The BBC’s John Simpson has exposed his bovine ignorance

Beau Lucy was hit by a police car
Beau Lucy was hit by a police car - Steve Reigate

If you are a broadcaster whose career has been spent reporting on the world’s war zones and trouble spots, a calf being hit by a police car may look like small beer. Even so, as a meat eater, I take issue with John Simpson’s comment that it is “illogical” to object to such treatment of the poor animal, while still being prepared to tuck into roast beef on a Sunday.

In Britain, pains are taken to ensure that animals are slaughtered humanely. Admittedly there are few local abattoirs due to the cost of the vets who are required, under our excessively bureaucratic system, to attend them. This means that sheep and cattle have to travel long distances on their last journey, causing stress that could otherwise have been avoided – if nothing else, bad for the taste of the meat. Still, the presence of vets is itself evidence of the care that society expects to be taken over slaughter. The creatures don’t meet their ends by being rammed by fast-moving vehicles.

Nor is unnecessary suffering tolerated in other aspects of husbandry. This is contentious to vegans, who have recently begun a poster campaign in the London tube to highlight the fate of “bobby” (male) calves in dairy farming. They are generally surplus to requirements and are therefore killed.

If you believe, as they do, that taking the life of any animal in order to feed humans is wrong, this is an open and shut case. Personally, I would rather these calves were reared for longer, because to kill them so young disrespects life. It is an also an obvious waste. Better that they should be reared for longer and then eaten as veal.

But then the market for veal in this country is limited, when it is eaten the meat is “ruby” (pinkish) rather than white. White veal is what our Continental neighbours like in their Weiner schnitzel and blanquette de veau, with veal farms in France and Italy producing nearly 4 million calves for the table each year. Here we rightly expect calves to be given more space and feed than in the EU, and the RSPCA opposes the export of live animals. What are dairy farmers to do?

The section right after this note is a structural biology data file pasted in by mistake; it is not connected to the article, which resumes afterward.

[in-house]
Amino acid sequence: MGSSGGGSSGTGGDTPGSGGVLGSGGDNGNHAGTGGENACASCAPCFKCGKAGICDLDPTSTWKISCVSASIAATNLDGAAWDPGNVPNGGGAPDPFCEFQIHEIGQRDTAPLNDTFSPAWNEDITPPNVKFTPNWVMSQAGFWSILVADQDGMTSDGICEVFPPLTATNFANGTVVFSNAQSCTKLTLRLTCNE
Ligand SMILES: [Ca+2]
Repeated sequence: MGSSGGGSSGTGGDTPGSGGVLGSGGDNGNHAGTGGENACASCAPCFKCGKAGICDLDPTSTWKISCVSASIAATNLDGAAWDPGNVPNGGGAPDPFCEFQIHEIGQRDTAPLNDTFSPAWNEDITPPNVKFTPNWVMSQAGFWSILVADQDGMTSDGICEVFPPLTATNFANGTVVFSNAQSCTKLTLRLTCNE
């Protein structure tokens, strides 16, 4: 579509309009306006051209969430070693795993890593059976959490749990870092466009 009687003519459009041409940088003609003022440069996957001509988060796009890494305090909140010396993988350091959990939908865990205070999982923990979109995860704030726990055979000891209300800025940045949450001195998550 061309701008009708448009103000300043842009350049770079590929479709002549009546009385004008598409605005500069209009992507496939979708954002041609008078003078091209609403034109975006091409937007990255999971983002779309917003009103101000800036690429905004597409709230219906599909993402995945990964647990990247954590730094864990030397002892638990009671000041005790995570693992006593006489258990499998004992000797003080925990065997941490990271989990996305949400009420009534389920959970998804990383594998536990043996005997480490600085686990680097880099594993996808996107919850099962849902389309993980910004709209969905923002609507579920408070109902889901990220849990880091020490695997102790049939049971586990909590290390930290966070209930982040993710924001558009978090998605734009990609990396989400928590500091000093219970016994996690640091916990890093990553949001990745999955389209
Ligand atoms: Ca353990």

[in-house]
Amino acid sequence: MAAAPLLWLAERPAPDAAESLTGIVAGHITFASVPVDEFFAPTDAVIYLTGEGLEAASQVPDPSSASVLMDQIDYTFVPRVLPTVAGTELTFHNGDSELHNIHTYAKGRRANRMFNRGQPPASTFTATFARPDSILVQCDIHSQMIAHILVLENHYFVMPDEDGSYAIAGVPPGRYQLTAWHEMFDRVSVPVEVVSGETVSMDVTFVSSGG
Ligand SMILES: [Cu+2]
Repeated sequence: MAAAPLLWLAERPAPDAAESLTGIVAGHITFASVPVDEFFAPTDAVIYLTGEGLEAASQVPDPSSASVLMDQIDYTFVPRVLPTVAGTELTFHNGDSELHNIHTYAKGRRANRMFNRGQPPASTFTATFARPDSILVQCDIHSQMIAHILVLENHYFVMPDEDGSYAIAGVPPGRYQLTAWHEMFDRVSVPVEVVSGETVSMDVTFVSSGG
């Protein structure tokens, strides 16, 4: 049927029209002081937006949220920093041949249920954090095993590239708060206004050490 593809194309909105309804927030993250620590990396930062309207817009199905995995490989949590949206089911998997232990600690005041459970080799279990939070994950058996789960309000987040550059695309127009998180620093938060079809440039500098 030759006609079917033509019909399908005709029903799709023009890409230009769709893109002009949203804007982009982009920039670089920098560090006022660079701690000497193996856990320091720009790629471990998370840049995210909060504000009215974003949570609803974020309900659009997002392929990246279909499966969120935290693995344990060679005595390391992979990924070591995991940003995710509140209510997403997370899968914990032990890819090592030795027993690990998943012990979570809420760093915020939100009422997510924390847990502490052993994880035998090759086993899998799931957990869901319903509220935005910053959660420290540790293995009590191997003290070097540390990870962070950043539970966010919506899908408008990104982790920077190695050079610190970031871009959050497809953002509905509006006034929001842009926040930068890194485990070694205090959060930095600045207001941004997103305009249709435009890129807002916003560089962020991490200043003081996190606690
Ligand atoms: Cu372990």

The problem is an inevitable consequence of drinking milk. Although consumption per capita has dropped, 98.5 per cent of UK households still buy milk to drink, so nearly all of us are complicit in this system. The best solution would be for consumers to develop a taste for ruby veal but this stubbornly hasn’t happened. Besides, government figures show that Britons are eating less meat now than at any time since records began.

There is, as Simpson would say, an illogicality here, or perhaps more than one. The food chain is rusty in places. It doesn’t help that there is so little money in it for farmers. Those who struggle to keep going cannot invest in the most efficient systems, which also provide the best welfare.

My surprise was that a calf should have been loose on roads near Heathrow Airport in the first place. As a romantic, I like to see cows in the fields. This one – Beau Lucy – escaped from common grazing land on Staines Moor by swimming across a river, suggesting material for the makers of Chicken Run. It then became spooked.

The farmer in charge of the calf is understandably keeping a low profile, but presumably his operation is small. Large farms – which have become more common as the dairy industry consolidates due to low cost of milk – allow their cows to eat delicious grass, but it will have been quite possibly cut elsewhere and brought to them by the agricultural equivalent of Deliveroo. It saddens me that this should be so. But a cow is something of a couch potato. As long as she is in the company of a social group, kept dry and well-fed, she may be a lot happier than if trudging around a muddy field in the rain.

What the incident of Beau Lucy – and Simpson’s reflection on it – really demonstrates is the disconnect between urban life and the source of our food. Once, there would always have been people around who knew how to deal with a stray cow, but that’s no longer the case. Britain has not yet been reduced to the industrial methods of beef production practiced in the US, but premium brands using humane cattle-raising methods are expensive. The ultimate illogicality of the food system is to expect the highest standards on the farm while paying the least possible at the checkout.

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